High School Sports

Ceiling hard to find for Providence Day freshman receiver Porter Rooks

Last Friday, a national high school recruiting website sent a videographer to Charlotte to film Providence Day’s team playing Bishop Sullivan (Va.).

The idea was, mainly, to get footage of a Bishop Sullivan team that has about 20 Division I recruits, including four-star defensive tackle Bryon Gaddy, a Tennessee recruit; receiver Tahj Capehart, who has committed to Virginia Tech; and running back Khalan Laborn, a Florida State recruit whom Rivals.com ranks No. 5 overall at his position nationally.

When the reporter returned, he kept talking about Providence Day freshman Porter Rooks, a 6-foot-1, 185-pound receiver.

“He said Porter Rooks was the third-best player on the field, which is saying something considering he’s only a freshman,” Adam Friedman, Rivals.com’s Mid-Atlantic recruiting analyst, told the Observer on Wednesday. “He’s a phenomenal college prospect right now and he’s only going to get better.”

Laborn rushed for 210 yards and five touchdowns in Bishop Sullivan’s easy 51-9 win at Providence Day. Rooks – whose brother Patrick was a basketball star at Charlotte Christian and later played at Clemson – had a big game, too.

Porter Rooks, 15, had 50 yards receiving and rushed 12 times for 150 yards. Providence Day coach Adam Hastings said that game is just a sign of things to come for Rooks, who got an offer from Louisville during the eighth grade and is being recruited by schools such as Auburn, Clemson, Florida, Florida State, Maryland, North Carolina and Southern California.

“When you’re that young, the ceiling is hard to find,” Hastings said. “We have some secrets here that aren’t going to be secrets very long. (Defensive lineman) Elijiah (Brown) is one of them and he’s beginning to blossom. I believe we have five Division I players in our program at least.”

Among those are two other promising freshmen: 6-5, 235-pound defensive end/tight end Jacolbe Cowan has 37 tackles this season and three sacks. Also, 6-1, 175-pound freshman receiver/defensive back Muhsin Muhammad III – son of the former Carolina Panther – is getting ACC and SEC recruiting attention.

Along with Rooks, they give Hastings a strong core to build around. Rooks’ 466 yards receiving rank first in North Carolina and fourth nationally among freshmen, according to MaxPreps, a national stat service. His 32 catches are first among N.C. freshmen and third nationally.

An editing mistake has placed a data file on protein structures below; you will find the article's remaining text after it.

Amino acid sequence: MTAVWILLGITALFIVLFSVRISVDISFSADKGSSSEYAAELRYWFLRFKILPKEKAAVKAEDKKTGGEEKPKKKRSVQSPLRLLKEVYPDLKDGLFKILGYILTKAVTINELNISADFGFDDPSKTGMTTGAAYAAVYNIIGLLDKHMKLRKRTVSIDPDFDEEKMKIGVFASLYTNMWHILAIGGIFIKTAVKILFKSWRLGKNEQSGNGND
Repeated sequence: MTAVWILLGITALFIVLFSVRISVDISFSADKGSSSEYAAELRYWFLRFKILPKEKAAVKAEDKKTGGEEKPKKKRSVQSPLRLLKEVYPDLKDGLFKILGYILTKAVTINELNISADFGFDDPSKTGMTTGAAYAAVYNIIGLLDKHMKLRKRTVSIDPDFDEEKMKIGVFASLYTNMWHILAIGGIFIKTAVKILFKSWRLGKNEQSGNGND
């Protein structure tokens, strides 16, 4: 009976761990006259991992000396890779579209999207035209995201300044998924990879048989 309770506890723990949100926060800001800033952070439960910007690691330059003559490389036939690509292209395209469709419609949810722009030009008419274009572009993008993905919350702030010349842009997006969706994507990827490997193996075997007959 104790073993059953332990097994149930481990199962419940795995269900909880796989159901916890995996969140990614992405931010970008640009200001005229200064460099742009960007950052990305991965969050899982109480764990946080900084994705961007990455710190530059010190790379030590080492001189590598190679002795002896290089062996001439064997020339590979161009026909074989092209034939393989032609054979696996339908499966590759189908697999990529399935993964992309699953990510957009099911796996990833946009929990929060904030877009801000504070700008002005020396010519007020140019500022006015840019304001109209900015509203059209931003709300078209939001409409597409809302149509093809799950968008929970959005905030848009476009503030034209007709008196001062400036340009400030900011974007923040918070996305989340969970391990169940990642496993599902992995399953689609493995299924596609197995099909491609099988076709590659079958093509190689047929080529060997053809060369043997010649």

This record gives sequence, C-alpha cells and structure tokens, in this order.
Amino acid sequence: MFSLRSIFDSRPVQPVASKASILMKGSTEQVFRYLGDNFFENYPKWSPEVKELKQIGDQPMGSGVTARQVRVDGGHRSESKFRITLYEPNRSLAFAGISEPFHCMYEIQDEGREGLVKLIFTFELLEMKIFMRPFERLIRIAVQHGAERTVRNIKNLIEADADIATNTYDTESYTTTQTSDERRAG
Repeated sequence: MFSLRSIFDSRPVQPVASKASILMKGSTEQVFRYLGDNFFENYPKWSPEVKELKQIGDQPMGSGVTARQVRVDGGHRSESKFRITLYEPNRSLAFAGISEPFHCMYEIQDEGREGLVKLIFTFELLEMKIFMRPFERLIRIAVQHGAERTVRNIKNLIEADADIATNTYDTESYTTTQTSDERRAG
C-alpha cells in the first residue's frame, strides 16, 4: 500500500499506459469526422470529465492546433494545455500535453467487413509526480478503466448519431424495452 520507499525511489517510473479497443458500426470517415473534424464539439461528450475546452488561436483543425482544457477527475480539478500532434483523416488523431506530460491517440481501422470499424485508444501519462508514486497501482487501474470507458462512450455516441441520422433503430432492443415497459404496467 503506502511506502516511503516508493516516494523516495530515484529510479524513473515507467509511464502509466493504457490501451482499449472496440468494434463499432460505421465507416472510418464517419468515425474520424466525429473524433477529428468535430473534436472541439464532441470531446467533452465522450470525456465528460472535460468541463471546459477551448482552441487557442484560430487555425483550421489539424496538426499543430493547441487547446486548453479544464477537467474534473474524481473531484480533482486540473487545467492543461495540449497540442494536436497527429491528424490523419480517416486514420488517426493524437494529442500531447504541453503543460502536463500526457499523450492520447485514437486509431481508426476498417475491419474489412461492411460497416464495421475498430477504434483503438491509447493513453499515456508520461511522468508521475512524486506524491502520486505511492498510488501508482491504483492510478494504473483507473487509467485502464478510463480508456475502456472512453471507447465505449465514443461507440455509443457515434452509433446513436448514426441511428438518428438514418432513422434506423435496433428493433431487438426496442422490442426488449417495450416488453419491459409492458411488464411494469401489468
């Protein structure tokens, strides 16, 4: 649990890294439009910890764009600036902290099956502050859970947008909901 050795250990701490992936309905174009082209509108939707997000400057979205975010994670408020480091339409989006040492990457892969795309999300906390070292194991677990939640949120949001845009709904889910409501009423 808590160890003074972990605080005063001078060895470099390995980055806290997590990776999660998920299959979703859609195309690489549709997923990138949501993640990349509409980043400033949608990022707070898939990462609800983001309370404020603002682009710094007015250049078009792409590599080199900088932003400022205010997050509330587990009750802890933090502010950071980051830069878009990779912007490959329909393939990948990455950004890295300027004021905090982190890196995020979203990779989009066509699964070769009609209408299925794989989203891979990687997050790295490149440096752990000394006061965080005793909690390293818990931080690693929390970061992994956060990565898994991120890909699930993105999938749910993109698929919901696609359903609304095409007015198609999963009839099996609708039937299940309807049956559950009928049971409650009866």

“I’m doing as much as I can to contribute to the team,” said Rooks, whose team has a bye this week before playing at rival Charlotte Country Day on Oct. 21. “Whatever coach wants me to do, I’m happy to do. I’m chasing four state championship rings.”

In middle school, Rooks was part of a 400-meter national champion club team. He ran for 1,085 yards and 15 touchdowns in five middle school games at Holy Trinity, a Catholic private school near uptown Charlotte. Now, as a high school freshman, he said the media and college attention have come on quickly, but he’s enjoying it. He’s taken unofficial visits to Clemson and North Carolina and is planning visits to Louisville and Tennessee soon.

“It’s blowing up pretty good,” he said of his recruitment. “I didn’t think it would happen this quickly, but I just kept working and hoping that one day it would come.”

Hastings marvels that for a player so heavily recruited and so talented, Rooks has no ego.

“He’s in here every morning to lift,” Hastings said. “He’s really a hard worker and a good guy in the classroom and locker room. We try to teach our players about playing for each other and being a team.

“Porter has really embraced that. For a player that could possibly say, ‘You know what, I have these stats and I have this ability,’ and make it all about me, he’s the first one to go run and high five (senior running back) Gabe (Montgomery) or to support a guy after a big play. He’s embodied the personality we want all of our players to have, making it about somebody else and not yourself.”

Langston Wertz Jr.: 704-358-5133; @langstonwertzjr

Related stories from Charlotte Observer

  Comments